- Can I come and visit your farm?
A, Sorry no, I have strict quarantine procedures in place and can’t risk having any diseases brought in from other peoples gardens.
- How can I purchase your potatoes?
A, During winter (August) through to Christmas my online store will be open for purchases. Please note that My potatoes are bred myself and limited in numbers, you won’t be able to find them anywhere else so they will be expensive. On the up side, once you have some tubers you will always be able to grow them, and even sell/give them to your friends as they have no variety protection on them.
- I don’t live in Victoria, can I still buy them?
A, If you live in another state, I cannot sell you seed potatoes, I am only allowed to sell potatoes for eating over the borders. I also cannot sell potatoes to you if you live in any potato restricted area in any state including Victoria.
- What is the difference between a diploid and a tetraploid?
The potatoes that you buy in the supermarket are Tetraploids, they have 4 sets of chromosomes. They are usually bigger and better producers than diploids. Diploids have 2 sets of chromosomes and tend to produce smaller tubers but many more colours and shapes than the tetras. Diploids tend to be better flavoured also and also do not store as well. I produce both diploids and tetras.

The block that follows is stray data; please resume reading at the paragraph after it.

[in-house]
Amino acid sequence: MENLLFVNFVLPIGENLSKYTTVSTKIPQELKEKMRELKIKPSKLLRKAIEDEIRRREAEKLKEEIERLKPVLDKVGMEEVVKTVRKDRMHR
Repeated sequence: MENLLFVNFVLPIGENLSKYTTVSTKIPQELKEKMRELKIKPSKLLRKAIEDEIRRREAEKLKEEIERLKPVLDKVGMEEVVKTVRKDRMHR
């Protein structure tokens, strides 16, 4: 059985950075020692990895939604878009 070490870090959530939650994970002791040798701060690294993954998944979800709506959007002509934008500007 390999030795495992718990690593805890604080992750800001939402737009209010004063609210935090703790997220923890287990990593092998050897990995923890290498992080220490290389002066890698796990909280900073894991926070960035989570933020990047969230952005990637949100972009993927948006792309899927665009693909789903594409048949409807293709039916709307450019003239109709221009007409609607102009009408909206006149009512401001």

- Can I breed with your potatoes and make my own varieties
Unlike most modern potatoes, mine are all fertile and produce viable seed. Yes you can breed your own varieties, but be aware that it is a hobby that can become addictive.
- Can I buy pollen or TPS of you?
I sometimes have pollen and true seeds for sale, please ask.
- Should I grow from tubers or TPS?
Most people would be more comfortable growing tubers because they are easier to grow, but also because you know what you are getting. Growing from seed is for the adventurous who have enough space that it doesn’t matter if many of the resulting plants don’t produce. Potato seedlings are also a bit fragile.
- What does ‘short day’ and ‘day neutral’ mean?
In their native areas nearly all potatoes are ‘short day’ which means they don’t start producing tubers until autumn, when the daylight length is under 12 hours. In our long season in Australia when you plant in spring the maturing of the plants will force them to tuberise but the tubers will be smaller and less in number than in the next crop that is more suited. A day neutral’ suggests, these plants don’t care about daylight length and will tuberise under any conditions.